Why the Rotation Count Algorithm Works
The characteristic functions of many affine jump-diffusion models, such as Heston’s stochastic volatility model and all of its extensions, involve multivalued functions such as the complex logarithm. If we restrict the logarithm to its principal branch, as is done in most software packages, the characteristic function can become discontinuous, leading to completely wrong option prices if options are priced by Fourier inversion. In this paper we prove under non-restrictive conditions on the parameters that the rotation count algorithm of Kahl and Jäckel chooses the correct branch of the complex logarithm. Under the same restrictions we prove that in an alternative formulation of the characteristic function the principal branch is the correct one. Seen as this formulation is easier to implement and numerically more stable than Heston’s formulation, it should be the preferred one. The remainder of this paper shows how complex discontinuities can be avoided in the Schöbel-Zhu model and the exact simulation algorithm of the Heston model, recently proposed by Broadie and Kaya. Finally, we show that Matytsin’s SVJJ model has a closed-form characteristic function, though the complex discontinuities that arise there due to the branch switching of the exponential integral cannot be avoided under all circumstances.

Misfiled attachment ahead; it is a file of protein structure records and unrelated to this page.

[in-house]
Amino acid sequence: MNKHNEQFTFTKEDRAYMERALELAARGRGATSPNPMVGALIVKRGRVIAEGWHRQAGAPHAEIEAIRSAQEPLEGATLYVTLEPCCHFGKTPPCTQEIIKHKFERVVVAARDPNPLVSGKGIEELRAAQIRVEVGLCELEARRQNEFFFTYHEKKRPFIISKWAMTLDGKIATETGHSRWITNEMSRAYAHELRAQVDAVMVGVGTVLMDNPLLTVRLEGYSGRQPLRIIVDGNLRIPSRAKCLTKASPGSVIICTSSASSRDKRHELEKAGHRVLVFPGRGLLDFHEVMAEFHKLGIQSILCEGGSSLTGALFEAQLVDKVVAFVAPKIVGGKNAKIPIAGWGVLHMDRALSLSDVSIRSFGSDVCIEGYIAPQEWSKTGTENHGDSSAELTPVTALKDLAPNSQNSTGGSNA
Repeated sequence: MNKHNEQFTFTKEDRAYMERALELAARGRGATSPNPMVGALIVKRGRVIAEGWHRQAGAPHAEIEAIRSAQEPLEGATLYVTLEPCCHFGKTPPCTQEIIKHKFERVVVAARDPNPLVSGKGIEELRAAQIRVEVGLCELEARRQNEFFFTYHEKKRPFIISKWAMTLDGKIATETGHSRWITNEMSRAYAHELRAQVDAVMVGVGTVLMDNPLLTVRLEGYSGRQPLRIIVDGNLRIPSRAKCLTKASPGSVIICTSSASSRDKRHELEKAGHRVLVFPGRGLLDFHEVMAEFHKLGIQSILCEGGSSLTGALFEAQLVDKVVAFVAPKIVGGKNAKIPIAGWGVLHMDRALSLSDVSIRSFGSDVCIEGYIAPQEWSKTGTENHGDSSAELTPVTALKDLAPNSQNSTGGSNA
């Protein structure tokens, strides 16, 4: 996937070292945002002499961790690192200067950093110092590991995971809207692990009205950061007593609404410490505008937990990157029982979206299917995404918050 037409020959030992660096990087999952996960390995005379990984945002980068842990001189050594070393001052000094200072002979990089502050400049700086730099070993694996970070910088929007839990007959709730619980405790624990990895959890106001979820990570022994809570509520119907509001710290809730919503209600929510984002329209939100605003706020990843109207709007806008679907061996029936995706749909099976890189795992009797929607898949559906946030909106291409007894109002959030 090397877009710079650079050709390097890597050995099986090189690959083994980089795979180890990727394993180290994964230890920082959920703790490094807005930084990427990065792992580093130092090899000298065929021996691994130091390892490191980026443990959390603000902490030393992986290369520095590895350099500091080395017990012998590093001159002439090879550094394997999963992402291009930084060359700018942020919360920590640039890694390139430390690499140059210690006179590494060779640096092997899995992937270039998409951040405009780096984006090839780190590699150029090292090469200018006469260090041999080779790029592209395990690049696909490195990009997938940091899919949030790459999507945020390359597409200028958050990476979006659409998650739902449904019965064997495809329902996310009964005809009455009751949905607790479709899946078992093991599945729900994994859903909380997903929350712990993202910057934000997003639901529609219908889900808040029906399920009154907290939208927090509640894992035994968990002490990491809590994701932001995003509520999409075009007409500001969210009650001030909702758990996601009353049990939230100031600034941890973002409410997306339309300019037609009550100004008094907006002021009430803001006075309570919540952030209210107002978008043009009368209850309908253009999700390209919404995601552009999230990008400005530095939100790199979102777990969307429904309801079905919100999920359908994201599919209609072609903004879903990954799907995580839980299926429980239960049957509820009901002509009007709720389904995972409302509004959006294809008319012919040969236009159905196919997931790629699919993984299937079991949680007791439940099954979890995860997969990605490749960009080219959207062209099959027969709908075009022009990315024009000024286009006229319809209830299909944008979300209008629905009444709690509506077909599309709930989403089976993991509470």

|Keywords||Heston, affine jump-diffusion, characteristic function, complex logarithm, moment stability, option pricing, stochastic volatility|
Lord, R., & Kahl, Ch.. (2006). Why the Rotation Count Algorithm Works (No. TI 06-065/2). Retrieved from http://hdl.handle.net/1765/7914